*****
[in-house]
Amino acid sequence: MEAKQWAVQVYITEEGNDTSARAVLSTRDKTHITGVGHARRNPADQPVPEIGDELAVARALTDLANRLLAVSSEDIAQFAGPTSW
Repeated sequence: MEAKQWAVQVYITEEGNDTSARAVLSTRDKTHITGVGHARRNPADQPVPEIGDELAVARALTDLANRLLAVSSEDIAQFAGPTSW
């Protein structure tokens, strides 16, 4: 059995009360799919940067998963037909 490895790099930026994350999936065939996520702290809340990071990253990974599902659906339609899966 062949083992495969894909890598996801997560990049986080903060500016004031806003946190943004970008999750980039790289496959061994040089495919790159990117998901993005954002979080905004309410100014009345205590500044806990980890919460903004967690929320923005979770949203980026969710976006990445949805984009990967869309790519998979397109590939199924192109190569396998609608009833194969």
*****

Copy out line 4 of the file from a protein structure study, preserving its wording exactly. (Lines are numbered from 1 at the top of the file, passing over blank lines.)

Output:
């Protein structure tokens, strides 16, 4: 059995009360799919940067998963037909 490895790099930026994350999936065939996520702290809340990071990253990974599902659906339609899966 062949083992495969894909890598996801997560990049986080903060500016004031806003946190943004970008999750980039790289496959061994040089495919790159990117998901993005954002979080905004309410100014009345205590500044806990980890919460903004967690929320923005979770949203980026969710976006990445949805984009990967869309790519998979397109590939199924192109190569396998609608009833194969």